Yields on Colombia’s peso bonds held at a record low after inflation slowed in June more than forecast, supporting fixed-rate securities.
The yield on Colombia’s 10 percent peso-denominated debt due in 2024 remained at 6.93 percent, according to the central bank, matching the lowest close since the securities were first sold in 2009, a level reached yesterday.
Consumer prices rose 3.20 percent in June from a year earlier after an increase of 3.44 percent in the previous month, the national statistics agency said in a report late yesterday. The median forecast of analysts in a Bloomberg survey was for a 3.32 percent annual inflation rate.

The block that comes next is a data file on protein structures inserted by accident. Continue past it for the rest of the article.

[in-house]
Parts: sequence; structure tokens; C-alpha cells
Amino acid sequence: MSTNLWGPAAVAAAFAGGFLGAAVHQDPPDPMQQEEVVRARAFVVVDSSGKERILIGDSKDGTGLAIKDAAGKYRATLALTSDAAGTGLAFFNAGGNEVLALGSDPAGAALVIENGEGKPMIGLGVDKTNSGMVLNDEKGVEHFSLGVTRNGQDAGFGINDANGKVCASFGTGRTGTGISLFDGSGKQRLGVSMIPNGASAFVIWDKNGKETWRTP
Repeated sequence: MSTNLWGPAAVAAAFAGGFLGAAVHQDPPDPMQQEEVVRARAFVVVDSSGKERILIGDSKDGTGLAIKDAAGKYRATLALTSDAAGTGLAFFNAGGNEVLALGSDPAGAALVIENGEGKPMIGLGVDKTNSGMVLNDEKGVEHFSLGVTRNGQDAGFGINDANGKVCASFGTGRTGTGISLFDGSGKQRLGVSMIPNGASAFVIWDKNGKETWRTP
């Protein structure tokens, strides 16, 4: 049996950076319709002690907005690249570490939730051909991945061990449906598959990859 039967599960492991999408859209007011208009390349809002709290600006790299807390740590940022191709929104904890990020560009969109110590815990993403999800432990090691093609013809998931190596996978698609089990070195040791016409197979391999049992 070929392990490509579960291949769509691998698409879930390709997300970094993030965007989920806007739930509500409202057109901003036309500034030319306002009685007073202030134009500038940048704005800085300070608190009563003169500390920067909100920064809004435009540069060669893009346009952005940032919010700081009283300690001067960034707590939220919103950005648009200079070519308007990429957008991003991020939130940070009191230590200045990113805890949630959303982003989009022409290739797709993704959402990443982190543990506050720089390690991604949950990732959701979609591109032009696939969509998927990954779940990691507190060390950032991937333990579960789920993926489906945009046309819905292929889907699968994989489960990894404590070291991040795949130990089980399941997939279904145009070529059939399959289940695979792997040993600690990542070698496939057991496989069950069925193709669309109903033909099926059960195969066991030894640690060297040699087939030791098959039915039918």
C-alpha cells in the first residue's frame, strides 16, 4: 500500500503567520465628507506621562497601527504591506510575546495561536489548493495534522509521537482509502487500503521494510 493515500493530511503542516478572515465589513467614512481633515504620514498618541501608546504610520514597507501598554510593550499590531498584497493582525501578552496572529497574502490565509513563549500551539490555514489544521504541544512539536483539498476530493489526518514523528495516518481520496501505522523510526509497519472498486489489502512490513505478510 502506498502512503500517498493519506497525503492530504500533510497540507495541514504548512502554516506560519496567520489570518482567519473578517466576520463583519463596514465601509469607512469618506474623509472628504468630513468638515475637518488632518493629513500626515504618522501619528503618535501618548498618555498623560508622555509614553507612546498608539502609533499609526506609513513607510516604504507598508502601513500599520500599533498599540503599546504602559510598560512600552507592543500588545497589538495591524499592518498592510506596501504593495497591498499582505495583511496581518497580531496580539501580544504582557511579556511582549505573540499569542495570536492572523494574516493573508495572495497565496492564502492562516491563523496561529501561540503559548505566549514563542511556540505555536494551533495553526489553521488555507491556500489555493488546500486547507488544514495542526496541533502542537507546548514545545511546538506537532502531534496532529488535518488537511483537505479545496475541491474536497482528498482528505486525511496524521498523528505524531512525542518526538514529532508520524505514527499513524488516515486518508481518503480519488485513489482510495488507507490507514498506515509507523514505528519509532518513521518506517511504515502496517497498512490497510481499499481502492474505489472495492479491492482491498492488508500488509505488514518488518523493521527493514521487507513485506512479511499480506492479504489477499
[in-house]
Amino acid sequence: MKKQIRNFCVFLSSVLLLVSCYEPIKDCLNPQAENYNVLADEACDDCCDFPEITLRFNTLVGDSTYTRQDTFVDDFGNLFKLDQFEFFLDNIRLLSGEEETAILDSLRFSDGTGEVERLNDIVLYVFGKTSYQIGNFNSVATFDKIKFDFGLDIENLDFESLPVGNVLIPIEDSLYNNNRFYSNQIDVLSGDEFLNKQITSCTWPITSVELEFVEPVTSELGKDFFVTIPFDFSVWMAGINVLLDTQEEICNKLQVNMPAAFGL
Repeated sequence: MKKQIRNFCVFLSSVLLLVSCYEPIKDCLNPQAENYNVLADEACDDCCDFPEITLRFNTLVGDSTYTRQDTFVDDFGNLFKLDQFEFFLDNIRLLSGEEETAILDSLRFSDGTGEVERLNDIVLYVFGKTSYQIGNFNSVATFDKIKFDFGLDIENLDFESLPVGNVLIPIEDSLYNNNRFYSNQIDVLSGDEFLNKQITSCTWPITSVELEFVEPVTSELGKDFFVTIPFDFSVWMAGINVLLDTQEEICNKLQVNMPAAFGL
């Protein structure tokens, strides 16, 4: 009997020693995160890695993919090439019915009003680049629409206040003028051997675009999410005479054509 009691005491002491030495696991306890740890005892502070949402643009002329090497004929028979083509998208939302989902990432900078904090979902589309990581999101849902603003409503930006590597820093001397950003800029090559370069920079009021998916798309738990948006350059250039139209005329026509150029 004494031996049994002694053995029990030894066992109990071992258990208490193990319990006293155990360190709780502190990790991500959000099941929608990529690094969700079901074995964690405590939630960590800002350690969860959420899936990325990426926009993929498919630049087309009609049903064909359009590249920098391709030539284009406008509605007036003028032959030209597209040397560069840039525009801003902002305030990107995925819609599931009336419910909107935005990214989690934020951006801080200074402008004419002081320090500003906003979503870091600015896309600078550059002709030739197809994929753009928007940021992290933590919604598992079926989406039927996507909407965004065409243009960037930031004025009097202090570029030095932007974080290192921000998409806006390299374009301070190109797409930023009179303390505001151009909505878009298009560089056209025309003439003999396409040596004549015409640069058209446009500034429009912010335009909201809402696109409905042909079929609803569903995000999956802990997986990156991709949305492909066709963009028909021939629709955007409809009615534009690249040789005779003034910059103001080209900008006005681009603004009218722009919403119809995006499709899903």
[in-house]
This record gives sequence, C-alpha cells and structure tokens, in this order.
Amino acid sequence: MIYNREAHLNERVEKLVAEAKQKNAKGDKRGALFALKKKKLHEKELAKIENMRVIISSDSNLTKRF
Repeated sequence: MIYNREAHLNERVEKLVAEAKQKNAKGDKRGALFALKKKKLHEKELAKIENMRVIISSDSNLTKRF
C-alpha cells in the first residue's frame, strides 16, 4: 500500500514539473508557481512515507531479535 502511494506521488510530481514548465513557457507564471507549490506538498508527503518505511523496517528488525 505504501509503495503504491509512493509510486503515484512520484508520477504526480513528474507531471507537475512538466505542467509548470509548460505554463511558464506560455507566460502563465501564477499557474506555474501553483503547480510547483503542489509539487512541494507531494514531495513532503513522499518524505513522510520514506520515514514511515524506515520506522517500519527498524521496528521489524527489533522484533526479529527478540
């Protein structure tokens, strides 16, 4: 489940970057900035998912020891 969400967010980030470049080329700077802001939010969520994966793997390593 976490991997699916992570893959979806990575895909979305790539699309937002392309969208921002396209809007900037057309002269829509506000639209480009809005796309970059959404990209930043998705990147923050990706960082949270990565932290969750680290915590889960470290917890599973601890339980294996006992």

“Inflation confirms the economy is decelerating,” Julian Cardenas, head analyst at ING Pensiones y Cesantias, said in a phone interview from Bogota. “The inflation number is positive for bonds and also gives the central bank leeway if it needs to cut interest rates to stimulate growth.”
Colombia’s policy makers on June 29 held the overnight lending rate for a fourth straight month at 5.25 percent as growth cooled and prices of the country’s commodities exports dropped. Government reports in June showed industrial output and retail sales unexpectedly fell in April and the economy expanded 4.7 percent in the first quarter, its slowest pace since 2010.
The peso declined for a second day, dropping 0.5 percent to 1,784.55 per dollar, paring its rally this year to 8.6 percent, still the best performance among all currencies tracked by Bloomberg. The peso was little changed this week.
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